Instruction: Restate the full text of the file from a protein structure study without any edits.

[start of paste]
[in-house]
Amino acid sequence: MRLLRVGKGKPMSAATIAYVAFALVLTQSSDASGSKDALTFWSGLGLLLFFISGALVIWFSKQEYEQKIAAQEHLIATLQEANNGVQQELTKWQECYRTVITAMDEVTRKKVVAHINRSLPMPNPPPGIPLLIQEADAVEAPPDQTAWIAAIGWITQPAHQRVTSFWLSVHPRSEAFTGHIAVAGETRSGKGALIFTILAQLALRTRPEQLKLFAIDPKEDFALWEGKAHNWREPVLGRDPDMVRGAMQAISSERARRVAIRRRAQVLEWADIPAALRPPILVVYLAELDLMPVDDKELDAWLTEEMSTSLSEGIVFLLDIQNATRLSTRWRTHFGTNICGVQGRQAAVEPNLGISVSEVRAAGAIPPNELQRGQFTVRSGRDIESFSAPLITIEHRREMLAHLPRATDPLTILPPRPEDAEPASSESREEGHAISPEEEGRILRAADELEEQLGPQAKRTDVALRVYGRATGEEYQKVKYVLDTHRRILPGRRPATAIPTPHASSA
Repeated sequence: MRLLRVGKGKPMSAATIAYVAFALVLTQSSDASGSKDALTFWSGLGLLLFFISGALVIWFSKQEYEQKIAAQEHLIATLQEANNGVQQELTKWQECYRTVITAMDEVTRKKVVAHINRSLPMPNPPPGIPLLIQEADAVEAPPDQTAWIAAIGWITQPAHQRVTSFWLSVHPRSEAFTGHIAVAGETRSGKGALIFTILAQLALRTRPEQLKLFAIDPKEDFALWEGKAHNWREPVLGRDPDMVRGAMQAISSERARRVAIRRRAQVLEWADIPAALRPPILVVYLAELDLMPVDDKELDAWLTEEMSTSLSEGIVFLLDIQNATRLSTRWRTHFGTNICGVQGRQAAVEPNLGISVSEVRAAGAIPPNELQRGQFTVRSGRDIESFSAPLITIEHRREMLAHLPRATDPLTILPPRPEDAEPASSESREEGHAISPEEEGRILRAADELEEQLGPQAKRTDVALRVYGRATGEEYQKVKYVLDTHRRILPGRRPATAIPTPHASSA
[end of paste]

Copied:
[in-house]
Amino acid sequence: MRLLRVGKGKPMSAATIAYVAFALVLTQSSDASGSKDALTFWSGLGLLLFFISGALVIWFSKQEYEQKIAAQEHLIATLQEANNGVQQELTKWQECYRTVITAMDEVTRKKVVAHINRSLPMPNPPPGIPLLIQEADAVEAPPDQTAWIAAIGWITQPAHQRVTSFWLSVHPRSEAFTGHIAVAGETRSGKGALIFTILAQLALRTRPEQLKLFAIDPKEDFALWEGKAHNWREPVLGRDPDMVRGAMQAISSERARRVAIRRRAQVLEWADIPAALRPPILVVYLAELDLMPVDDKELDAWLTEEMSTSLSEGIVFLLDIQNATRLSTRWRTHFGTNICGVQGRQAAVEPNLGISVSEVRAAGAIPPNELQRGQFTVRSGRDIESFSAPLITIEHRREMLAHLPRATDPLTILPPRPEDAEPASSESREEGHAISPEEEGRILRAADELEEQLGPQAKRTDVALRVYGRATGEEYQKVKYVLDTHRRILPGRRPATAIPTPHASSA
Repeated sequence: MRLLRVGKGKPMSAATIAYVAFALVLTQSSDASGSKDALTFWSGLGLLLFFISGALVIWFSKQEYEQKIAAQEHLIATLQEANNGVQQELTKWQECYRTVITAMDEVTRKKVVAHINRSLPMPNPPPGIPLLIQEADAVEAPPDQTAWIAAIGWITQPAHQRVTSFWLSVHPRSEAFTGHIAVAGETRSGKGALIFTILAQLALRTRPEQLKLFAIDPKEDFALWEGKAHNWREPVLGRDPDMVRGAMQAISSERARRVAIRRRAQVLEWADIPAALRPPILVVYLAELDLMPVDDKELDAWLTEEMSTSLSEGIVFLLDIQNATRLSTRWRTHFGTNICGVQGRQAAVEPNLGISVSEVRAAGAIPPNELQRGQFTVRSGRDIESFSAPLITIEHRREMLAHLPRATDPLTILPPRPEDAEPASSESREEGHAISPEEEGRILRAADELEEQLGPQAKRTDVALRVYGRATGEEYQKVKYVLDTHRRILPGRRPATAIPTPHASSA